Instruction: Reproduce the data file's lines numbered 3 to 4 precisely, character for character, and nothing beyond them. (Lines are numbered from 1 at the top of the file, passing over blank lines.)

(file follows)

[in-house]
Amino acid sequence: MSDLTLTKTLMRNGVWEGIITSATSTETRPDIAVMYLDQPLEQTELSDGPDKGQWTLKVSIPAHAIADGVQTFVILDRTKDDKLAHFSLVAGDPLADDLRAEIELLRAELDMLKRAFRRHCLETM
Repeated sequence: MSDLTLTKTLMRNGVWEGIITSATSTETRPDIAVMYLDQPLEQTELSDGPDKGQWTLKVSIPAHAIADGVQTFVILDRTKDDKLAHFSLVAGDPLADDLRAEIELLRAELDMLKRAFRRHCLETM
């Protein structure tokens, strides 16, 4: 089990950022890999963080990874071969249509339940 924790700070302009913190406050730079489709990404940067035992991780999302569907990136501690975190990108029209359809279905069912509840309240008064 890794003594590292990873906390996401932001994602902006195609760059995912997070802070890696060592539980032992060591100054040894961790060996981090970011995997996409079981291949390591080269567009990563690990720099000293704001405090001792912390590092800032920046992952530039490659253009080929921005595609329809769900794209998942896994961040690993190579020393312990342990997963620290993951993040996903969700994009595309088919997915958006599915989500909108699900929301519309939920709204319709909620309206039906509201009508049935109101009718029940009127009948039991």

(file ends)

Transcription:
Repeated sequence: MSDLTLTKTLMRNGVWEGIITSATSTETRPDIAVMYLDQPLEQTELSDGPDKGQWTLKVSIPAHAIADGVQTFVILDRTKDDKLAHFSLVAGDPLADDLRAEIELLRAELDMLKRAFRRHCLETM
């Protein structure tokens, strides 16, 4: 089990950022890999963080990874071969249509339940 924790700070302009913190406050730079489709990404940067035992991780999302569907990136501690975190990108029209359809279905069912509840309240008064 890794003594590292990873906390996401932001994602902006195609760059995912997070802070890696060592539980032992060591100054040894961790060996981090970011995997996409079981291949390591080269567009990563690990720099000293704001405090001792912390590092800032920046992952530039490659253009080929921005595609329809769900794209998942896994961040690993190579020393312990342990997963620290993951993040996903969700994009595309088919997915958006599915989500909108699900929301519309939920709204319709909620309206039906509201009508049935109101009718029940009127009948039991």